Celebrate the Steelers With This New Museum at Heinz Field
The display will be part of the team’s Hall of Honor.
Steelers fans will soon have yet another way to celebrate the black and gold.
The Steelers announced an addition to their home at Heinz Field that will further honor former players, coaches and other contributors, according to a press release. That addition is the Steelers Hall of Honor Museum, and it’s set to open during the 2022 regular season.
“We are extremely excited about the opening of the Steelers Hall of Honor Museum this fall,” said Steelers President Art Rooney II in a statement. “This will provide our fans the opportunity to not only learn more about the Hall of Honor inductees, but also about the history of the team with many great videos, pictures and displays that highlight great moments and players in Steelers history. We have the best fans in the world, and we know they will enjoy this interactive museum upon its opening later this fall.”
The museum will be located by Gate B, above the team’s Pro Shop. Fans will be able to check it out year-round once it’s officially open. More details on its opening — as well as tour information, admission prices and more — will be provided later this summer as its opening date draws nearer.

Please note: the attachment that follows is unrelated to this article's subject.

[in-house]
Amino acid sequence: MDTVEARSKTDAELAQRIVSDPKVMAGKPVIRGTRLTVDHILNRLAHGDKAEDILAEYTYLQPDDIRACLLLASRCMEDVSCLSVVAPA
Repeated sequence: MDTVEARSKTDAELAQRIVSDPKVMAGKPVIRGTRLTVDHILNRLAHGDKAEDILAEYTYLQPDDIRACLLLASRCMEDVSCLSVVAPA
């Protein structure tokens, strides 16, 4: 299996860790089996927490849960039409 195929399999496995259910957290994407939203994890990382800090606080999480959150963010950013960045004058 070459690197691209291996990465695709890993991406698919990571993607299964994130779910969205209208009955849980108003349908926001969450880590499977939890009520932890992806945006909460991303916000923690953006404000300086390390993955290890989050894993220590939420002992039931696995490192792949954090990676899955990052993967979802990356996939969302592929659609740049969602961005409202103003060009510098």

The Steelers Hall of Honor is not a new concept; it was introduced in 2017 to honor key team personnel who were “integral in creating and sustaining the franchise’s success” since its inception in the summer of 1933.
To date, there are 45 members in the Hall of Honor. Among them are Jerome Bettis, Terry Bradshaw, Franco Harris, Troy Polamalu, Art Rooney Jr. and Hines Ward.
A number of other teams throughout the NFL have similar museum components at their stadiums as well, all geared toward celebrating key figures in the history of the teams, leagues and franchises. Similarly, the Pittsburgh Pirates are adding smaller historical components throughout PNC Park in the form of curated displays. They’re being unveiled one-by-one this season and will also include some aesthetic elements like retired numbers in the landscape and oversized baseballs placed along the entire span of the lower riverwalk.